Aviation of World War II
FW-58 "Weihe" ("Lun") made its first flight on January 18, 1935. The aircraft was produced in two versions: FW-58B - for training bombardier shooters, navigators, radio operators and for night and "blind" flights; FW-58C with dual control - for training pilots of twin-engine aircraft and radio operators, for training at night and "blind" landing.
Construction . The FW-58 was a twin-engine strut-braced monoplane with a low wing. The metal frame had duralumin and linen sheathing. Rational design using mainly light alloys (duralumin, electron) in combination with small the amount of chrome-molybdenum steel, wood and canvas made it possible to make the aircraft relatively large in size very light. With a takeoff weight of 2930 kg, the weight of an empty Focke-Wulf is only 1985 kg. The crew consisted of 3-4 people. The pilot's and instructor's seats were located side by side. The device of the cockpit made it possible for free direct communication between the crew members. The chassis was retracted into the engine nacelles using a hydraulic drive and closed by flaps. The chassis was produced under its own weight. Damping oil-pneumatic, with a long stroke. Wheels with pneumatic 690 x 200 are equipped with hydraulic brakes. The tail wheel is 260 x 85 oriented, automatically stops when the gas is fully supplied. The wheels were equipped with guards that protect the lifting mechanism from contamination during taxiing, takeoff and run. The wing is equipped with flaps controlled from the cockpit. The ailerons had trim tabs adjustable on the ground; on the rudders - in-flight trimmers.
Power plant . The aircraft was equipped with eight-cylinder in-line V-shaped inverted Argus-10-C air-cooled engines. The takeoff power of each of them is 240 hp. (at 2000 rpm), nominal - 200 hp (at 1880 rpm). The motors are started manually or with compressed air. Two-blade propellers, wooden, fixed pitch. It was possible to install Hirth НМ 508D engines with a power of 240 hp. Two fuel tanks of 170 liters in the center section.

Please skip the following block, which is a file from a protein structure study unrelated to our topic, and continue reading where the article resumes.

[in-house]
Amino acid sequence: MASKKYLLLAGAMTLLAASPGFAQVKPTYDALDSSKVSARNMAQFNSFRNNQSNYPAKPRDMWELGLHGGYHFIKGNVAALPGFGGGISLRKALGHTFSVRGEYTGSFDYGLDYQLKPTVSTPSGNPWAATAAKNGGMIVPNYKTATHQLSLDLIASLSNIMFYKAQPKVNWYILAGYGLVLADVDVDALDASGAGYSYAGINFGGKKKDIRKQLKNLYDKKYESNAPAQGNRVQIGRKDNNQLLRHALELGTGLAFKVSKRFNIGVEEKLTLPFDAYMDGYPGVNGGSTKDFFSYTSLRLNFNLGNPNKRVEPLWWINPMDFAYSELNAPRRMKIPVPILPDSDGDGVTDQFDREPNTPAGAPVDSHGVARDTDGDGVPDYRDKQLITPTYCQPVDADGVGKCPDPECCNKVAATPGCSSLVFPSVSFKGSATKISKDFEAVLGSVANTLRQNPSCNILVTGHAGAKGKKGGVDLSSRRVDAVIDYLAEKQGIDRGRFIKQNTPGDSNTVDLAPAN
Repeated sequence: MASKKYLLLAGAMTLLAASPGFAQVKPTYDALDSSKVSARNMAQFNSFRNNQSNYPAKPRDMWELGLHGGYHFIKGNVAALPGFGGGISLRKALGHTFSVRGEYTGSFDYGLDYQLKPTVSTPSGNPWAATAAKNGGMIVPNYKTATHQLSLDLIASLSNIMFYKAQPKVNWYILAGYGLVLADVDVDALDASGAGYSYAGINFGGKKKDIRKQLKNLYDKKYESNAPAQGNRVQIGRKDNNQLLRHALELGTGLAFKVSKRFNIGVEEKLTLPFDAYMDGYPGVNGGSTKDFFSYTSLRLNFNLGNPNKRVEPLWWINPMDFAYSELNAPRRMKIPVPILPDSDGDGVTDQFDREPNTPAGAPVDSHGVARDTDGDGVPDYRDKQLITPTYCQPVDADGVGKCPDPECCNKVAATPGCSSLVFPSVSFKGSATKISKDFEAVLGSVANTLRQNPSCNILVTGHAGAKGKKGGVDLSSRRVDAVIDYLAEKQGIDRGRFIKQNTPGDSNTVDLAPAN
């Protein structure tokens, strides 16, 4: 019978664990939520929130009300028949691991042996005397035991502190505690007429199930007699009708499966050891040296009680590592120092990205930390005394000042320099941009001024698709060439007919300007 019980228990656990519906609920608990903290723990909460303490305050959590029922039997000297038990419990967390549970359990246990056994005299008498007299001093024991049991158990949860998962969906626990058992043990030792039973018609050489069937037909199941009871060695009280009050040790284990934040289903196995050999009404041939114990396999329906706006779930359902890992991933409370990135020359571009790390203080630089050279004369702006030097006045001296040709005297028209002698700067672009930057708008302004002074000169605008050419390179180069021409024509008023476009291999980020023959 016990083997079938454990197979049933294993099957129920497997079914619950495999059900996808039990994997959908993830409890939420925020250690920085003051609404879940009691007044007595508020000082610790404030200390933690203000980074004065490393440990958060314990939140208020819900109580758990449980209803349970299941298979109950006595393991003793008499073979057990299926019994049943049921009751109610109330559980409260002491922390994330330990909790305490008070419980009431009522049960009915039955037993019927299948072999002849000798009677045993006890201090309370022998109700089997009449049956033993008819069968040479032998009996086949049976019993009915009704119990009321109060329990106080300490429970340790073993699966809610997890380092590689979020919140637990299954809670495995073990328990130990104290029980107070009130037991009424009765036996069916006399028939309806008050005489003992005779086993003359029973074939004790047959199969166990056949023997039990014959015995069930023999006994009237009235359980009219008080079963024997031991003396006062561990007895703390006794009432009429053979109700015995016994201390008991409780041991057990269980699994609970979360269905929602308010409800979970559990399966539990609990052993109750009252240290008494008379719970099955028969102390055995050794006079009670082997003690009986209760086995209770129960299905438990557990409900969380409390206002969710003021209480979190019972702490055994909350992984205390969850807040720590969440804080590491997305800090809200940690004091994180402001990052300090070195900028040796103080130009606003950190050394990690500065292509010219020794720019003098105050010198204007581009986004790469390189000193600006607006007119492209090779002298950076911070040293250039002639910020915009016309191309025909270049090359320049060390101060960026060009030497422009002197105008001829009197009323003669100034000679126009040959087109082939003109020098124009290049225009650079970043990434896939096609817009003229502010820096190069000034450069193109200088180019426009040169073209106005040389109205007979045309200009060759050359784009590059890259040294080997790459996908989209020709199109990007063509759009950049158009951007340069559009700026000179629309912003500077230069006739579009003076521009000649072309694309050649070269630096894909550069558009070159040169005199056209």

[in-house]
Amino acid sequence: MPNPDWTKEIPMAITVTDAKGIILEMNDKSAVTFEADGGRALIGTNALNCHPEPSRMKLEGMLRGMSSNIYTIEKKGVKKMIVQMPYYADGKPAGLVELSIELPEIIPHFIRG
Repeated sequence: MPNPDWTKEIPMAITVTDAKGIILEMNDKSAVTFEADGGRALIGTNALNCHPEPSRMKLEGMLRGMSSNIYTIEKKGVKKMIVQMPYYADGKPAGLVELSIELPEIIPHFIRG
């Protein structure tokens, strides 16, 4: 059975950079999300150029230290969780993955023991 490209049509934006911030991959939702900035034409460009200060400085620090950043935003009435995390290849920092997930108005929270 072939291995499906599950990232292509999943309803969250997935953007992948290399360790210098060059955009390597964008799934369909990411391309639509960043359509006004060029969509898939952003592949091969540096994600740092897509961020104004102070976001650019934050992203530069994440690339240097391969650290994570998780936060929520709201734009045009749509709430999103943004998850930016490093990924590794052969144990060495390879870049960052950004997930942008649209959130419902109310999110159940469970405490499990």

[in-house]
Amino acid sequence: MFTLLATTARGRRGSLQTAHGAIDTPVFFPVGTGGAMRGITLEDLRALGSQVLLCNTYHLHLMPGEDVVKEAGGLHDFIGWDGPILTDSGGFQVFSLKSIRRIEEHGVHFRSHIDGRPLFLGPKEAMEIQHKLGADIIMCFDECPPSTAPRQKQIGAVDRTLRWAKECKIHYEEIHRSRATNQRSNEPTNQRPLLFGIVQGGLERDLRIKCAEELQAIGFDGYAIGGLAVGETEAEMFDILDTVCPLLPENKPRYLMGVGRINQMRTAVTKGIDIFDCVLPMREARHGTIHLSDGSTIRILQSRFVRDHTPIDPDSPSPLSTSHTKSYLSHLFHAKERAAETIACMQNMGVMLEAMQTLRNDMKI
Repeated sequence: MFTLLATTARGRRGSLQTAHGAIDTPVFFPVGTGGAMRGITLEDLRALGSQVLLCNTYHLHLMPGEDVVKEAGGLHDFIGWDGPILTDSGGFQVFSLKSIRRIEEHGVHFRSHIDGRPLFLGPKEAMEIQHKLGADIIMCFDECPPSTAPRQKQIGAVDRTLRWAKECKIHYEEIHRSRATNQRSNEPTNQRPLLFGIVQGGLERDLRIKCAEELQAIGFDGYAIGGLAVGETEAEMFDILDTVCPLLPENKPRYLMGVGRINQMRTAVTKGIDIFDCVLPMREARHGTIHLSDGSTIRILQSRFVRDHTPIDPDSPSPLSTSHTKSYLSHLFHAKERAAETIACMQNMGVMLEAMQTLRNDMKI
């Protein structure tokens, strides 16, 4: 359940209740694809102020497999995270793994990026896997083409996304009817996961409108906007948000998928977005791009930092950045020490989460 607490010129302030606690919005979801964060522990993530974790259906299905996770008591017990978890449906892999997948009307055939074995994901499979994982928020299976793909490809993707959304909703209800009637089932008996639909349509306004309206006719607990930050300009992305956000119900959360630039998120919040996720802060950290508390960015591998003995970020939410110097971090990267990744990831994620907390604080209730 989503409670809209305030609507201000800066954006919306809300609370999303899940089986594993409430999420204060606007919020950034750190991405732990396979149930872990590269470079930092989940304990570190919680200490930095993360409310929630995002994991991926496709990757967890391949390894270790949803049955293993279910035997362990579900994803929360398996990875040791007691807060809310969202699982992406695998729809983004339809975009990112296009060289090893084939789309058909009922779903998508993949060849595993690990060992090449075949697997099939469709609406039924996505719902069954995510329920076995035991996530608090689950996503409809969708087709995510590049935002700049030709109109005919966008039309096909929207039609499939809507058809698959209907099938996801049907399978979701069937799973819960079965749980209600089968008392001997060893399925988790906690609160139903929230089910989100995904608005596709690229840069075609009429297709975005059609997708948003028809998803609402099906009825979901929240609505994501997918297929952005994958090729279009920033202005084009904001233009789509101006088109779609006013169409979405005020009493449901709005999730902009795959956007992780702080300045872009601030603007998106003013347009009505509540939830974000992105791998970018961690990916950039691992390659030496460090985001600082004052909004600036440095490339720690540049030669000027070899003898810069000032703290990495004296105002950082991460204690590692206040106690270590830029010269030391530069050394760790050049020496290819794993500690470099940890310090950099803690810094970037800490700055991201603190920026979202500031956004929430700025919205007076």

In the forward part of the fuselage there was a place (recumbent) for the front gunner (navigator-bombardier). The pilot and instructor seats are located above the center section. Behind the pilots is the position of the radio operator, behind him is the position of the rear gunner. The FW-58B aircraft housed two mobile rifle installations with MG-15 machine guns. Their ammunition was 225 rounds for the front machine gun and 375 rounds for the rear. Bomber armament consisted of cluster bomb racks for vertical suspension of 10 and 50 kg bombs with a total weight of 120-150 kg. Mechanical bomb release device. The bombing sight of the GV-219 type - a mechanical sight - was located under the upper sliding floor of the fuselage. The Focke-Wulf was equipped with communication facilities: a transceiver radio station and an intra-aircraft intercom for telephone communication between crew members. In addition to flight and navigation instruments, engine group instruments and a radio compass, the aircraft was equipped with means for night flights and "blind" landing. The FW-58C aircraft did not have small arms and bomber weapons, but was equipped with dual control. It also had two additional console gas tanks with a capacity of 60 liters each. During tests at the Air Force Research Institute of the spacecraft, which took place in the summer of 1940, the FW-58B performed 63 flights with a total duration of 36 hours 50 minutes, and the FW-58C - one hundred and twelve flights with a total duration of 32 hours 35 minutes. The conclusions noted that the aircraft "fully meets the training requirements for navigators, gunners, radio operators, bombardiers and pilots of two-seater aircraft."